Here we have yet another example of the principle that relying on technicalities will rarely carry the day.

In Daly Square Inc. v. 1786097 Ontario Inc., the plaintiff moved for summary judgment dismissing a counterclaim as statute-barred.  The plaintiff had not requested this relief in its notice of motion, but did provide the expiry of a limitation period as a ground for relief.  The defendant (and plaintiff by counterclaim) relied on the notice of motion to argue that the motion to dismiss the counterclaim was not properly before the court.

The court, not surprisingly, had none of it:

[15]           It seems that this problem could have been avoided if the parties had clarified the issue and agreed to adjourn the motion, if necessary. The defendants were obviously aware before they prepared their factum that the limitation period applicable to the counterclaim was an issue. They responded to the issue in their factum and did not request an adjournment. Nonetheless, in these circumstances, I do not feel that it would be “just” to consider the request to dismiss the counterclaim when the request was not made in the notice of motion and the defendants are saying that they would have responded differently if it had been. However, it would not an “expeditious” or the “least expensive” approach simply to refuse to consider the limitation period when both parties have now devoted considerable time to the issue; doing so would likely prompt the plaintiff to bring a further motion, resulting in more expense and delay.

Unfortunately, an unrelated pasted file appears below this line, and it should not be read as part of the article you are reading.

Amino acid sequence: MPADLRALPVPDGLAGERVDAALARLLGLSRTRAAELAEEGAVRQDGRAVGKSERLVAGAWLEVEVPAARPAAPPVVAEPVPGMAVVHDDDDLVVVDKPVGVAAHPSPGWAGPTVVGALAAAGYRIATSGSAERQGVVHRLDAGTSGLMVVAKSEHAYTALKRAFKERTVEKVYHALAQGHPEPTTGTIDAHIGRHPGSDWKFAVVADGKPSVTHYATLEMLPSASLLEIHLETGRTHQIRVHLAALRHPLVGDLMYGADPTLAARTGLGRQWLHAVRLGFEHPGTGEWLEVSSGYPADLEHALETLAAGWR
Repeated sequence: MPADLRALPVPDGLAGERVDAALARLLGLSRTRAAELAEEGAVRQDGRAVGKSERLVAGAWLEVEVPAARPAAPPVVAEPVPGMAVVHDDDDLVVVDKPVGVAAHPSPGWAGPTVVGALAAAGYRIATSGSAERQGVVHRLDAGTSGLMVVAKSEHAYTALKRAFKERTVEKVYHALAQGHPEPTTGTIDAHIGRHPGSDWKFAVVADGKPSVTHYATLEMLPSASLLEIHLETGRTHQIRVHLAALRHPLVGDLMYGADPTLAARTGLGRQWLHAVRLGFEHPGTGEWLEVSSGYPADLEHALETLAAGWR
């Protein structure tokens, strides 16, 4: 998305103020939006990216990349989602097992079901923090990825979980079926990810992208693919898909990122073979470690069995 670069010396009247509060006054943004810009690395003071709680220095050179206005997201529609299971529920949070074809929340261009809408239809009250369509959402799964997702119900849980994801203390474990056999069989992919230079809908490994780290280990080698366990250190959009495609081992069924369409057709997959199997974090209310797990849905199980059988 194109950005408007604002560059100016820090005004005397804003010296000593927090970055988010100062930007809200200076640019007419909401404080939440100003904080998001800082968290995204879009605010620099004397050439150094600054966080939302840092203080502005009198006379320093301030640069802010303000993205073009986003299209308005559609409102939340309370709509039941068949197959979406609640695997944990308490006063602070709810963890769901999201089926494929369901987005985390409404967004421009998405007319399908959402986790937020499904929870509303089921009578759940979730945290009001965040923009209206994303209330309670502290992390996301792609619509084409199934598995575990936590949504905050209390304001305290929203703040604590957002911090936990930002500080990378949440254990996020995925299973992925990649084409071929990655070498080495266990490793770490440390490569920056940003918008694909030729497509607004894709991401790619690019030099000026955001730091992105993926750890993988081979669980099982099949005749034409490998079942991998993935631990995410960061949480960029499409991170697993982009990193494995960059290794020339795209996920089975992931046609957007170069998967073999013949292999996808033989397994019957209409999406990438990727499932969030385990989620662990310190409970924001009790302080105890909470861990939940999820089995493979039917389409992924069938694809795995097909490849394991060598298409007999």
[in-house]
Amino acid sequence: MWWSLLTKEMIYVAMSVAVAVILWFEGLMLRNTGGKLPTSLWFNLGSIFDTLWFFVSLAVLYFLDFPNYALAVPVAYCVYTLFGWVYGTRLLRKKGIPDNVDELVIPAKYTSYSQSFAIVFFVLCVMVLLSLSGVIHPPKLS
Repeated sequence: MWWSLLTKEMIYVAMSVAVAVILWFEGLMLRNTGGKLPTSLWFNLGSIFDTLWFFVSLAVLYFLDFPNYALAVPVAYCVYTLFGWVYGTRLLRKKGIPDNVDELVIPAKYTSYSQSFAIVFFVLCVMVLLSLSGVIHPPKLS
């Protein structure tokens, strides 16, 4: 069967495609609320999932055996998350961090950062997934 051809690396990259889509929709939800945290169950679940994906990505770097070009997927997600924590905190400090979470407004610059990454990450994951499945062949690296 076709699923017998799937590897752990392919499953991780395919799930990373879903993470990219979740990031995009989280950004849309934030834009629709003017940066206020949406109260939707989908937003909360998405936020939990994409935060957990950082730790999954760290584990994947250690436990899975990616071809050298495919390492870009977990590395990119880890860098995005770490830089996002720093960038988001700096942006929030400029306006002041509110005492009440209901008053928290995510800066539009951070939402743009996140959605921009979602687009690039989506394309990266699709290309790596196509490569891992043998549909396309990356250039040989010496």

Ontario: The impact of a lost SJM on a limitations defence

A defendant moves for summary judgment on the basis of an expired limitation period.  The motion judge dismisses the motion.  What impact does the dismissal have on the defendant’s limitations defence?

The answer, according to the Court of Appeal in Vanden Bussche Irrigation & Equipment Limited v. Kejay Investments Inc., is that an order dismissing the motion and nothing more has no impact on the defendant’s limitations defence:

[8]         In Ashak v. Ontario (Family Responsibility Office), 2013 ONCA 375 (CanLII), this court, based on identical wording in the order, held at para. 7, that the order was not a final order because, “a decision under Rule 20 determines only that a genuine issue requiring a trial exists. Accordingly to the extent that a motion judge may purport to make findings of fact in reasons for judgment dismissing a Rule 20 motion, such findings do not have binding effect.”

[9]         The court in Ashak further noted at paras. 8-11 that while a court has the power to make binding determinations of fact under rule 20.05 when dismissing a motion for summary judgment if a court proposes to exercise that power the motion judge should say so and the formal order should reflect that. A similar power to make a binding determination of law likely exists under rule 20.04(4), but again, if the motion judge purports to exercise that power, the judge should specifically invoke and reference the rule and the legal determination made should form part of the formal order.

The order taken out from the summary judgment motion stated: “THIS COURT ORDERS that the Defendant’s motion is hereby dismissed.”  Accordingly, it could have no impact on the defendant’s limitations defence at trial: